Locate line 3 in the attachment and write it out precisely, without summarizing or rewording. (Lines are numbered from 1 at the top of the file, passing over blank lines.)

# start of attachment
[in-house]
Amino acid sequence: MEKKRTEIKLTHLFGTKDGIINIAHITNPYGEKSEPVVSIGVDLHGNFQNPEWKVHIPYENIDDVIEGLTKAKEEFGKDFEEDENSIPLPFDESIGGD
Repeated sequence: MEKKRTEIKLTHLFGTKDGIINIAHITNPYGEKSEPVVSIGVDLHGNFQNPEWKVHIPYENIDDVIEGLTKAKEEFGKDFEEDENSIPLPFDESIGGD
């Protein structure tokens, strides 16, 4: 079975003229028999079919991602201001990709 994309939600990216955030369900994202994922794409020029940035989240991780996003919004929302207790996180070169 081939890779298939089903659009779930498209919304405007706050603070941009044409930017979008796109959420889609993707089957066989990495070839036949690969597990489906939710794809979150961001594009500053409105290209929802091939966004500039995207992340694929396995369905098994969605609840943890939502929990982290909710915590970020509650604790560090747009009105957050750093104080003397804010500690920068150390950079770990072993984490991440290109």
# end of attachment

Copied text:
Repeated sequence: MEKKRTEIKLTHLFGTKDGIINIAHITNPYGEKSEPVVSIGVDLHGNFQNPEWKVHIPYENIDDVIEGLTKAKEEFGKDFEEDENSIPLPFDESIGGD